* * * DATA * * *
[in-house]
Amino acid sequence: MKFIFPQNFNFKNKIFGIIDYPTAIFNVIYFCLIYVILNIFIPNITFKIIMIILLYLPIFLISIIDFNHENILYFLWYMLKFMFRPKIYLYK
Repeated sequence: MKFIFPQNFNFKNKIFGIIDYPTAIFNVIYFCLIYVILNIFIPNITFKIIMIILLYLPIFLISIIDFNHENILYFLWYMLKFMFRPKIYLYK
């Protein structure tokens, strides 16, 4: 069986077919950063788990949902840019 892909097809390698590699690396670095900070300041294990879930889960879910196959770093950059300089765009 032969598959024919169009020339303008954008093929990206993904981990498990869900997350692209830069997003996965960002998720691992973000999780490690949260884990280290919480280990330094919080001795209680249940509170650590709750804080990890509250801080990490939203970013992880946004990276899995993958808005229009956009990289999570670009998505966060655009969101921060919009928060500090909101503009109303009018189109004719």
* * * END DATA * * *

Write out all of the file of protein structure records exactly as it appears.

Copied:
[in-house]
Amino acid sequence: MKFIFPQNFNFKNKIFGIIDYPTAIFNVIYFCLIYVILNIFIPNITFKIIMIILLYLPIFLISIIDFNHENILYFLWYMLKFMFRPKIYLYK
Repeated sequence: MKFIFPQNFNFKNKIFGIIDYPTAIFNVIYFCLIYVILNIFIPNITFKIIMIILLYLPIFLISIIDFNHENILYFLWYMLKFMFRPKIYLYK
């Protein structure tokens, strides 16, 4: 069986077919950063788990949902840019 892909097809390698590699690396670095900070300041294990879930889960879910196959770093950059300089765009 032969598959024919169009020339303008954008093929990206993904981990498990869900997350692209830069997003996965960002998720691992973000999780490690949260884990280290919480280990330094919080001795209680249940509170650590709750804080990890509250801080990490939203970013992880946004990276899995993958808005229009956009990289999570670009998505966060655009969101921060919009928060500090909101503009109303009018189109004719």